Photographs and Adventures

Posts tagged “sunset

Tailem Bend in the winter

We are just having a quick winter getaway and camped at Tailem Bend on the Murray River for a few nights. After a stunning sunset it was a bit chilly at night and we were pleased to have a campfire.

 

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Ducks and cloud reflections on the Murray.TAILEM BEND-3

Last rays of light.TAILEM BEND-4

Sparklers after dark.TAILEM BEND-5

It is easy to make photos like this with a tripod, and around a 5 sec exposure at ISO200. I found I needed to focus manually on the spot where the sparkler-holding-person would stand.

Tailem Bend campfire

Campfire on the banks of the Murray River at Tailem Bend, South Australia. A cosy way to end the day.

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Maryborough, Qld

We finally made our way across to the east coast and to Maryborough which is a lovely town in which to spend a night. It has been quite a while since we stayed in a town! Being boaties, we opted to put our van next to the Marina on the Mary River for the night so that Peter could look at the boats; he has been missing his boat and the sea. Once we were set up, we went for a walk through the beautifully kept Queens Park, which is one of the oldest botanical parks in Australia. Nearby is the historic court house, and beside it …

The Sausage Tree (Kigelia Pinnata), a native of South Africa, was propagated in about 1850 by botanist John Bidwill. It is a very rare specimen  and is on the Heritage Register.

…is the Sausage Tree (Kigelia Pinnata), a native of South Africa, which was propagated in about 1850 by botanist John Bidwill. It is a very rare specimen and is on the Heritage Register.

It is easy to imagine a brass band playing in the rotunda in Queens Park.

The band stand in Queens Park is quite lovely and ornate and it is easy to imagine a brass band playing in the rotunda to an appreciative audience.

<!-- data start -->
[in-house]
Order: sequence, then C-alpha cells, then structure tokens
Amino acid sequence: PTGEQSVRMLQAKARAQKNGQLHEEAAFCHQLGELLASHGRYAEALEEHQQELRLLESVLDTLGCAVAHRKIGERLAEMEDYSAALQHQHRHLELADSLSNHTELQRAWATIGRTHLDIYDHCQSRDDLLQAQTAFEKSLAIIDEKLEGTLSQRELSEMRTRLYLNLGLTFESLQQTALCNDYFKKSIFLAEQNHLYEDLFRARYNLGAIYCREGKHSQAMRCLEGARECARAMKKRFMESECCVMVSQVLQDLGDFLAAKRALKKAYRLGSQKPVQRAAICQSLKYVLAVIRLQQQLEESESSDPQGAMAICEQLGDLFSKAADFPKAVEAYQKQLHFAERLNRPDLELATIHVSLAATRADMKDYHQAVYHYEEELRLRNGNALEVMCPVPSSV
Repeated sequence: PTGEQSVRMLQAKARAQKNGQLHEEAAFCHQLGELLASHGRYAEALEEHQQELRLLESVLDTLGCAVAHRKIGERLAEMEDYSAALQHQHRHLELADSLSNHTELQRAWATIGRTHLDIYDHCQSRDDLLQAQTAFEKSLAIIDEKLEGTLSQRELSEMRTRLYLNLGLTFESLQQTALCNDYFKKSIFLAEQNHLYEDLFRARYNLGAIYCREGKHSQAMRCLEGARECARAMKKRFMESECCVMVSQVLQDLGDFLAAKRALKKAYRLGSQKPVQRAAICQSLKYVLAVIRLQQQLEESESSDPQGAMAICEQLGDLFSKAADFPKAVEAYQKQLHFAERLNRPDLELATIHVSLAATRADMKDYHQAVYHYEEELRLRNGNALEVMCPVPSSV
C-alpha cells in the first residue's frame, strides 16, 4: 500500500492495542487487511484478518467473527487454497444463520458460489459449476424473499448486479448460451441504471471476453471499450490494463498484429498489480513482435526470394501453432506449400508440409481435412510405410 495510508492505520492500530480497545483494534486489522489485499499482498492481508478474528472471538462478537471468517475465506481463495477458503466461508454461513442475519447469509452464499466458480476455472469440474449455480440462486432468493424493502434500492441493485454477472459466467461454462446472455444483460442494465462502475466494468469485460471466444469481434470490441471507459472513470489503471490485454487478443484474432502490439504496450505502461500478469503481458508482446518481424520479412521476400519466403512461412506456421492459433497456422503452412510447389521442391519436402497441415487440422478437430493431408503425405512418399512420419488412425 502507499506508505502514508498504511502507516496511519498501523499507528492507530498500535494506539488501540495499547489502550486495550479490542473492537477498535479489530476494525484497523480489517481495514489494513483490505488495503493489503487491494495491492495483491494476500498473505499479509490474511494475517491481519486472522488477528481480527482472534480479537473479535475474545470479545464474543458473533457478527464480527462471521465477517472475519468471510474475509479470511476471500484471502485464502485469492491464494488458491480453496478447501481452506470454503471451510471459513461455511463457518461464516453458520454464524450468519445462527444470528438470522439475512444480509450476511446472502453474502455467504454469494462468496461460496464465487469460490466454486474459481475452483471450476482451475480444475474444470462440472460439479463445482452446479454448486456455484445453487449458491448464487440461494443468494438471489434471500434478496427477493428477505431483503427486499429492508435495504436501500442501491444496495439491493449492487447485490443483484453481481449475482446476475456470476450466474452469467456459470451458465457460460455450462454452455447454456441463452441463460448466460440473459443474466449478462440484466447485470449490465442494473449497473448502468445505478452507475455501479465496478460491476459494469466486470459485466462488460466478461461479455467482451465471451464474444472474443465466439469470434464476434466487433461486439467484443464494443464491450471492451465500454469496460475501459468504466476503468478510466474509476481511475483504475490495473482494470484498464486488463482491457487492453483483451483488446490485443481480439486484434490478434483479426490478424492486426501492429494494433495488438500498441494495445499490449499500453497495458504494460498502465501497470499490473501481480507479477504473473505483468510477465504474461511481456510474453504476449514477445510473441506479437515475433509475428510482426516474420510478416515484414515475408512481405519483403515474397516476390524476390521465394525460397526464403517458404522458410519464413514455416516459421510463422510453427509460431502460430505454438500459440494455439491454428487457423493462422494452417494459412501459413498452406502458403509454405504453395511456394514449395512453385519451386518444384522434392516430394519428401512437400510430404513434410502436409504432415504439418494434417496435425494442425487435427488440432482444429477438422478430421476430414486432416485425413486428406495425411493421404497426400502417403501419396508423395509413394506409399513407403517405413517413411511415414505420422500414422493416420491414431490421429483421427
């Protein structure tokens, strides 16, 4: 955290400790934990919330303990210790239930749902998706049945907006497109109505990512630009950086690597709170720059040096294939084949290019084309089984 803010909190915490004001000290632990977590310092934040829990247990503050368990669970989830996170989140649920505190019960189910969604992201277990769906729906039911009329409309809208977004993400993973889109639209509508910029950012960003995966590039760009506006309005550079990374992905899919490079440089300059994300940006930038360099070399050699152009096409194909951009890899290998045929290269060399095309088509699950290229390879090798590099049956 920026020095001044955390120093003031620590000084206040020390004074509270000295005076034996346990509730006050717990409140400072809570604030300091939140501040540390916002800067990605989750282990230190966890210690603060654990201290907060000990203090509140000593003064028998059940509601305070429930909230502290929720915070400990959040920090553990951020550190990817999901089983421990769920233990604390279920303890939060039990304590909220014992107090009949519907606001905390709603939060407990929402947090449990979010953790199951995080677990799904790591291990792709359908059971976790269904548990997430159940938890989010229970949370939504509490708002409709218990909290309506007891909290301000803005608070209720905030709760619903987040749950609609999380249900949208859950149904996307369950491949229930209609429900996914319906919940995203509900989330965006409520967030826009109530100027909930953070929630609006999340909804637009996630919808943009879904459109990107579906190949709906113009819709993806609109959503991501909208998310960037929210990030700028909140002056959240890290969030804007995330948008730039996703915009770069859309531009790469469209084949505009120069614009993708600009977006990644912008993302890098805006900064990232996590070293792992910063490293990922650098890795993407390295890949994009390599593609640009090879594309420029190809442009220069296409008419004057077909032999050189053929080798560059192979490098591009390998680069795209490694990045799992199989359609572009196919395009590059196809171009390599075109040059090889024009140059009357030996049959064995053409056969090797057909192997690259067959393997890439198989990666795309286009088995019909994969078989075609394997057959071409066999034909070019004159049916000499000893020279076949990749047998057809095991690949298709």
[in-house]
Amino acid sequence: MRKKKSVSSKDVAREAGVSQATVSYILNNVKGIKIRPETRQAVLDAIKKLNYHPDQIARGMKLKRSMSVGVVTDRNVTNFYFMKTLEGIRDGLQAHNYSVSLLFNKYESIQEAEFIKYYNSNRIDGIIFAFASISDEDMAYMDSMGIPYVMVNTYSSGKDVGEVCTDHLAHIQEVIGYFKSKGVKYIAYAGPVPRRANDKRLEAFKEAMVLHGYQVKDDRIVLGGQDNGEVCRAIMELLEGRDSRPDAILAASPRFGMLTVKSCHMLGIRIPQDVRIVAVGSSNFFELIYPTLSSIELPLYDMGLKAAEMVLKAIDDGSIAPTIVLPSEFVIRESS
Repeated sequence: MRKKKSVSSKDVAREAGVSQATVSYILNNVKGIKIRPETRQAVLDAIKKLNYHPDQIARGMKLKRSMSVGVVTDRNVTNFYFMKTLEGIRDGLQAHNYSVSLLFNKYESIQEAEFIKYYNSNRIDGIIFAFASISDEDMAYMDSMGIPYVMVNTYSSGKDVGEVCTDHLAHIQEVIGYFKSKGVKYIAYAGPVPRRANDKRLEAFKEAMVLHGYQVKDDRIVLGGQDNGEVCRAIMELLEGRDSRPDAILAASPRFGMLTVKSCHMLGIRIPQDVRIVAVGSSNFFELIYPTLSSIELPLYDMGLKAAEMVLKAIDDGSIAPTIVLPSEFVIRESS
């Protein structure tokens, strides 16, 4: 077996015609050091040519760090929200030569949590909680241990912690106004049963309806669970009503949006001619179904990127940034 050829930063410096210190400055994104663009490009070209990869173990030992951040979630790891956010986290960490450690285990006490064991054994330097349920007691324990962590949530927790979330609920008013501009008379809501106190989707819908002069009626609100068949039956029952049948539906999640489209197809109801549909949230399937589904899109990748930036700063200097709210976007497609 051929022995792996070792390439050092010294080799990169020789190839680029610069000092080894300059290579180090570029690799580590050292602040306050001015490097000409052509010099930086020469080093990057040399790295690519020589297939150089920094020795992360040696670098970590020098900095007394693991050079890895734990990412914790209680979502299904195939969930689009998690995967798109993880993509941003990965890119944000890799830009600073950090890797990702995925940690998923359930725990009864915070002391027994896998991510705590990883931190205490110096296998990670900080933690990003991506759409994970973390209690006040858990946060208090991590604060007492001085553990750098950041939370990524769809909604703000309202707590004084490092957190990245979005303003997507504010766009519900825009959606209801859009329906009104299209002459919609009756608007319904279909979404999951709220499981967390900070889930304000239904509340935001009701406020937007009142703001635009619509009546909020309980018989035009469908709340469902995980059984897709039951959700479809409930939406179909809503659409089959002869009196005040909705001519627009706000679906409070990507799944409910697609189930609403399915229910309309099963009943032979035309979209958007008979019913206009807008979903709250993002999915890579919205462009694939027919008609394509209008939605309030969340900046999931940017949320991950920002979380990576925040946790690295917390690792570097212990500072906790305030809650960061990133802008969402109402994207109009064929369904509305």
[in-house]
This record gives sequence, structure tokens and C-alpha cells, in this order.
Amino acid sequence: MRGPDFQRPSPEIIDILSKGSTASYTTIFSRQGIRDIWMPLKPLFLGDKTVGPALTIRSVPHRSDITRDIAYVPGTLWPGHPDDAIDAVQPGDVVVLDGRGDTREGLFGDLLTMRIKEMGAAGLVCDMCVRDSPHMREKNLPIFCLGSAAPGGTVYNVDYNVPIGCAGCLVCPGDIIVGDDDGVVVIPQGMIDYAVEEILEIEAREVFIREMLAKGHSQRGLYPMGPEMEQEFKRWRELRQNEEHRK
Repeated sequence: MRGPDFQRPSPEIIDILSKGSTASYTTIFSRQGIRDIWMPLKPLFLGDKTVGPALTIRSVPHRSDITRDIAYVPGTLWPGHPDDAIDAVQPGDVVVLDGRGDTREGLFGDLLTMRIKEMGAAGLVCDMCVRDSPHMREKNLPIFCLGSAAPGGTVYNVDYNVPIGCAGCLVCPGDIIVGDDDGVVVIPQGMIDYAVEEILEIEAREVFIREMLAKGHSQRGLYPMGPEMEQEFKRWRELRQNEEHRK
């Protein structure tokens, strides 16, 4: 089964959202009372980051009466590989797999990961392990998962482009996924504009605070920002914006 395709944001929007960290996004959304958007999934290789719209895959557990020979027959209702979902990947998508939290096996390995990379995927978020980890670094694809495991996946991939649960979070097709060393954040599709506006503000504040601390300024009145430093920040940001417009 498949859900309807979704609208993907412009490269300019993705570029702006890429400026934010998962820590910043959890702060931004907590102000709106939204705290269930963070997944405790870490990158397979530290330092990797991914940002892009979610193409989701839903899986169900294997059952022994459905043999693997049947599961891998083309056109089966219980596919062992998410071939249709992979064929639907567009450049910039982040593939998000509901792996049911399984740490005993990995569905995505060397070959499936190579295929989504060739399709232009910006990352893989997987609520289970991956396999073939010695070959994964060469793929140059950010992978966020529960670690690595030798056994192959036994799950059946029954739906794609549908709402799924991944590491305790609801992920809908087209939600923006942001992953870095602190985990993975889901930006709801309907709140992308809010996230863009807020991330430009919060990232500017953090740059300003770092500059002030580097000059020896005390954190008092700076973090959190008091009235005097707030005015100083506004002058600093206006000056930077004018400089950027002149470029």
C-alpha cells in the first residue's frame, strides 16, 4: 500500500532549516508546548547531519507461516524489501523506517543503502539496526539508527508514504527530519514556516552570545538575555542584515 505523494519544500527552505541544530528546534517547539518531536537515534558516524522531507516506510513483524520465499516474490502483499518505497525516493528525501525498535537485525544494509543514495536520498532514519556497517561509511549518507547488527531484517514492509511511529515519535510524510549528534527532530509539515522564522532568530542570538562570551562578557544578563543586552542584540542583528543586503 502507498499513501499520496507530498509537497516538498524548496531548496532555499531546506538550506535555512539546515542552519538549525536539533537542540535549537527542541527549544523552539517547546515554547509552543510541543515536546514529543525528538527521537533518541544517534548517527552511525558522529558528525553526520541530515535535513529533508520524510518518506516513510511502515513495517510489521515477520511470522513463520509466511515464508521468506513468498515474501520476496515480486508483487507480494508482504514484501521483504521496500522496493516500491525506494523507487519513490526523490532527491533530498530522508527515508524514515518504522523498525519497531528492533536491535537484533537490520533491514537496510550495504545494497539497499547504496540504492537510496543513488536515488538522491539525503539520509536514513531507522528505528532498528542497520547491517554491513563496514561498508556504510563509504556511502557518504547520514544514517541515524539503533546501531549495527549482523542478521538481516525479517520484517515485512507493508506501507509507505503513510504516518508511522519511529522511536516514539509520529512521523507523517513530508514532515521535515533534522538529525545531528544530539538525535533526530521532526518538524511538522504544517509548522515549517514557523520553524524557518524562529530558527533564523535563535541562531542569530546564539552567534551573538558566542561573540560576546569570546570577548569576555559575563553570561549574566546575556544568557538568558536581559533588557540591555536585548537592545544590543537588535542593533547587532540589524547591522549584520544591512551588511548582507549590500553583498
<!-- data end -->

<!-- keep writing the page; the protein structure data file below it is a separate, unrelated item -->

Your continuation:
The miniature railway line runs between the hanging roots of the ancient Banyan  tree in Queens Park.

The miniature railway line runs in and out between the hanging roots of the ancient Banyan Fig tree in Queens Park. The Banyan Fig is well over 100 years old and quite spectacular with its huge system of roots.

Maryborough has lots of nicely restored historic buildings, but also some modern art such as this water wall near the art gallery.

Maryborough has lots of nicely restored historic buildings, but also some modern art such as this water wall near the art gallery.

Egret taking flight on the Mary River.

Egret taking flight on the Mary River. Kind of blurry, but I like it!

The sun sets after another busy day!

Looking up the Mary River, our caravan is the little white blob on the right, next to the marina jetty.

And the sun sets after another busy day.


Free Camping is Great!

Following are just some photos I took in a few different free camps that I thought I would share. When you think of free camping, you tend to think of dusty roadside stops, but if you choose carefully, there are some wonderful places you are able to camp absolutely free of charge.

Free camping spot off the Carpentaria Highway in the Northern Territory.

Free camping spot off the Carpentaria Highway in the Northern Territory.

The beautiful sunset was also free of charge.

The beautiful sunset colours were also free of charge.

As was the trumpet serenade.

As was the trumpet serenade.

I don't know if you have heard of Geocaching?We found this Geocache

I don’t know if you have heard of Geocaching?

Geocaching is a real-world treasure hunt that’s happening right now, all around the world. Apparently there are 2,468,534 active geocaches and over 6 million geocachers worldwide. We have found one cache….accidentally. It was tucked away in a hole in a rock beyond the edge of the camp area.

Following are a few photos of some of the birds we spotted fluttering around our camp.